* Finance minister says break-even at $104/barrel
* Economists estimated it around $83 in 2012
* Heavy spending planned on jobs, welfare, infrastructure
* Government posted 1 billion rial surplus last year
* Real GDP grew 8.3 pct in 2012, beating forecasts
By Saleh Al-Shaibany
MUSCAT, Jan 2 (Reuters) - Oman is banking on oil prices staying high this year to fund heavy spending on job creation and social welfare, according to plans released on Wednesday.
Finance Minister Darwish al-Balushi told a news conference that Oman, whose revenues come mostly from oil and gas exports, would need an oil price of $104 per barrel in 2013 to balance its state budget.
This ‘break-even’ oil price has been rising since scattered street protests over economic conditions and political issues in 2011 prompted aggressive government spending to head off potential social discontent.
Balushi did not give last year’s break-even price, but economists polled by Reuters estimated it at around $83, up from $66 in 2011. Brent crude oil was trading at $112 in global markets on Wednesday.
“Last year we created 36,000 jobs for Omanis by spending 300 million rials ($780 million),” Balushi said. “This year we will create 56,000 jobs, of which 20,000 will be in the government sector.”
The International Monetary Fund estimates that unemployment among Omani citizens may have exceeded 20 percent in 2010. Government officials say that estimate is far too high and that the number of registered unemployed was reduced by three-quarters to about 17,000 last year, in a population of roughly 2 million Omani citizens.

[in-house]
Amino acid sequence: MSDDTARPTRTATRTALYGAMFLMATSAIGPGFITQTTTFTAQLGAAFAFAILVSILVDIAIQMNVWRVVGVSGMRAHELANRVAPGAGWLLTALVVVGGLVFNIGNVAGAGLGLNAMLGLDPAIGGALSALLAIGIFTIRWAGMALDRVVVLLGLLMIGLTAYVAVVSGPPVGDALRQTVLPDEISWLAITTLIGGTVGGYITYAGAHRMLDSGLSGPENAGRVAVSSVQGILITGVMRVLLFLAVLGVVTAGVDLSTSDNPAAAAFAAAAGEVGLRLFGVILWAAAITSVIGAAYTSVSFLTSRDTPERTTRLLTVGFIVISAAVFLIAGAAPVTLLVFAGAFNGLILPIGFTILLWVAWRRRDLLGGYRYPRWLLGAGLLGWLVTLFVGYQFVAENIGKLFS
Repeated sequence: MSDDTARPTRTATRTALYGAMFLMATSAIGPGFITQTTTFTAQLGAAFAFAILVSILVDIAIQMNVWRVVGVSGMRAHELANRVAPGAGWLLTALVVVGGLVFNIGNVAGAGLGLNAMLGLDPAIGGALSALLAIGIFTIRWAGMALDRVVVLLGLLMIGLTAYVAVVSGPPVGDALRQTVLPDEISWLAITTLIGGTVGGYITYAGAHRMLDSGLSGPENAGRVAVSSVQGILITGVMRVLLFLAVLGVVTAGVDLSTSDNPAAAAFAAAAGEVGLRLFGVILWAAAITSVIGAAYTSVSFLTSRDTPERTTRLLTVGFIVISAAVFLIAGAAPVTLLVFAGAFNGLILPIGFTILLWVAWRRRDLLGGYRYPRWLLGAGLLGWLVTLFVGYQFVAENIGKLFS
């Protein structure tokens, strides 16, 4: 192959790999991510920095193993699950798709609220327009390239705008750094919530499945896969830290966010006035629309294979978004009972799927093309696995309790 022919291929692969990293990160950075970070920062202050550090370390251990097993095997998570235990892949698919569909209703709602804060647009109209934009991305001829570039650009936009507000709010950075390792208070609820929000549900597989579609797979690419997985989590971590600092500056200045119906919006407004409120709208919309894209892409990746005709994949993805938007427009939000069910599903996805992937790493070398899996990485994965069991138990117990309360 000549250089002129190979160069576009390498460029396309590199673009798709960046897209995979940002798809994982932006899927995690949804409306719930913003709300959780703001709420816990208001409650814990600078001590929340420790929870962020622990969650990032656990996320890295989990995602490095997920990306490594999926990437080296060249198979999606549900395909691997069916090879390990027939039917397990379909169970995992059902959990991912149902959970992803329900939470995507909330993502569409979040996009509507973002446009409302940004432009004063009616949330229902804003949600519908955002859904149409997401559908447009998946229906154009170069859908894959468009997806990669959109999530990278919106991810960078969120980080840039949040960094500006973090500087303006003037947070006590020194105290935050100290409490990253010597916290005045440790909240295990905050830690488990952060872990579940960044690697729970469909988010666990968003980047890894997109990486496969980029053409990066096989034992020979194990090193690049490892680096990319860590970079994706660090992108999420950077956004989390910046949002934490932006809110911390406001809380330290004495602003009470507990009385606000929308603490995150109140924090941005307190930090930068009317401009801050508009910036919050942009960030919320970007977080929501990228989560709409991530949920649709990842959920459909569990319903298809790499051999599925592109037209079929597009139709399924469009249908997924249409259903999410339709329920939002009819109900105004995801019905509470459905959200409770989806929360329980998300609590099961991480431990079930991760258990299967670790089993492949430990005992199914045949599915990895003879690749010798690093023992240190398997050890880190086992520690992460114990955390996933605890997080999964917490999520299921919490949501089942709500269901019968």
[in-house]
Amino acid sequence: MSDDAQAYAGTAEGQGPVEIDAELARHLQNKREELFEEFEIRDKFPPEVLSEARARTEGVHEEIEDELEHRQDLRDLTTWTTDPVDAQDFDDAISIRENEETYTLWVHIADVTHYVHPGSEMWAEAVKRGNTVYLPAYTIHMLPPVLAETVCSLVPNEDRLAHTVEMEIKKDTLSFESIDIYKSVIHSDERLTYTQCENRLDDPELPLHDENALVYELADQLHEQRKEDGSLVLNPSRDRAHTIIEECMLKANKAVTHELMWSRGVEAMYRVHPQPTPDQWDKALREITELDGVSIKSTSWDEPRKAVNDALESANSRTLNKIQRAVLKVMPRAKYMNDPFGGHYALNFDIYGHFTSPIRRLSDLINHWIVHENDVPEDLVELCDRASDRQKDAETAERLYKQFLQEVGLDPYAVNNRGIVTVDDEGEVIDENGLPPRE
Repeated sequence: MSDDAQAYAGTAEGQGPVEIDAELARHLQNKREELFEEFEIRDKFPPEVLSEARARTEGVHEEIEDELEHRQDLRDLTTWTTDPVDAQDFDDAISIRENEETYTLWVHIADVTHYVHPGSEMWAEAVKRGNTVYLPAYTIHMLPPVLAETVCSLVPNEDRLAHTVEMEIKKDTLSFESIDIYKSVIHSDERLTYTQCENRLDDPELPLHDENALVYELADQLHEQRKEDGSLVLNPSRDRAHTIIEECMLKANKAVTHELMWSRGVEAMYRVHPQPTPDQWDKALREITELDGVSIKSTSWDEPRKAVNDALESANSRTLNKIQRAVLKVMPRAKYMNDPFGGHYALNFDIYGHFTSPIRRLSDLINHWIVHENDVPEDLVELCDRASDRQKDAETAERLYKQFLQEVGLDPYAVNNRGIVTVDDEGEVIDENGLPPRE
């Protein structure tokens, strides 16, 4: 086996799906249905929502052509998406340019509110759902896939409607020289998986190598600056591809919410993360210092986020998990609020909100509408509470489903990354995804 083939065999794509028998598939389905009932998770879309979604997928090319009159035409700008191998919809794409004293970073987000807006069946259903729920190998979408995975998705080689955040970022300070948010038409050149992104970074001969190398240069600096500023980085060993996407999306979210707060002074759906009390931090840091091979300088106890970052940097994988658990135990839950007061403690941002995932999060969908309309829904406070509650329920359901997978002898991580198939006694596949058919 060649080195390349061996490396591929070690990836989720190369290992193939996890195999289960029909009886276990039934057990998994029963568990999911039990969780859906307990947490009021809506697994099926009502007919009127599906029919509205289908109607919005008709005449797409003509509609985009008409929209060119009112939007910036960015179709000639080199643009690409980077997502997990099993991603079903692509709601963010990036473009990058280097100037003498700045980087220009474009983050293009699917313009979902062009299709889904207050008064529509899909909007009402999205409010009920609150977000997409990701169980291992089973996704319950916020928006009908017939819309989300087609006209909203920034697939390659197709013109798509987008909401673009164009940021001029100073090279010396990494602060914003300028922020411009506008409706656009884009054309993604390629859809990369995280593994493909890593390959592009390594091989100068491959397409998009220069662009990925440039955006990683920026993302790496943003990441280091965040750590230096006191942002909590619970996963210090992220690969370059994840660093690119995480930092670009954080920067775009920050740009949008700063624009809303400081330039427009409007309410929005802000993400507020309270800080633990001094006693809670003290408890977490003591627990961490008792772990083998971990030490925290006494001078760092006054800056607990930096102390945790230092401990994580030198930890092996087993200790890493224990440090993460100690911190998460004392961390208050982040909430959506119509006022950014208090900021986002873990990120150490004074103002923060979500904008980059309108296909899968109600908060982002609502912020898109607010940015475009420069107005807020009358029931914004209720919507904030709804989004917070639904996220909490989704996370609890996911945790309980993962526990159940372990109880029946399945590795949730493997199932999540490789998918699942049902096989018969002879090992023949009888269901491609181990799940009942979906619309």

Strong economic growth is key to keeping down unemployment, and the 2013 budget plans indicate the government will keep spending high in many areas despite the growing risk of running a deficit if oil prices fall.
Oman envisages total state spending of 12.9 billion rials in 2013, up nearly 30 percent from its 2012 plan. Spending on investment, including ports, roads and facilities to produce oil and gas, is earmarked to climb 14 percent to 3.1 billion rials.
Actual state expenditure last year was about 13 billion rials. The government was able to overspend its budget by a large margin and still post a budget surplus of about 1 billion rials in 2012 because oil prices were high, averaging $109 per barrel instead of the $75 for which the country planned.
This year’s budget is based on an average oil price of $85 and envisages a deficit of 1.7 billion rials.
With state debt now totalling only about 6 percent of gross domestic product, according to the IMF, Oman would probably find it easy to run a moderate budget deficit through borrowing. But it is not believed to have the huge fiscal reserves enjoyed by some other Gulf oil exporters such as Saudi Arabia.
Balushi said last year’s budget surplus would be used to cover part of any deficit this year. Also, the 2013 budget sees the government borrowing 200 million rials domestically and 150 million rials from banks outside the country.
In 2011, at the height of the Arab Spring unrest, wealthy Gulf countries such as Saudi Arabia pledged $10 billion in aid to Oman over 10 years to help it develop.
The funds have been slow to arrive, but the budget statement said the government would count on them to help finance projects such as a railway, roads, and electricity and water facilities.
Balushi said on Wednesday that the heavy government spending had succeeded in lifting economic growth. Oman’s gross domestic product, adjusted for inflation, grew an estimated 8.3 percent last year, above the government’s 7 percent target, he said.
The rate was considerably higher than most economists had predicted; the IMF, for example, forecast in October that Oman’s economy would grow 5.0 percent in 2012.
Oman does not regularly release real GDP data. In 2011 its economy grew an estimated 5.4 percent, according to the IMF.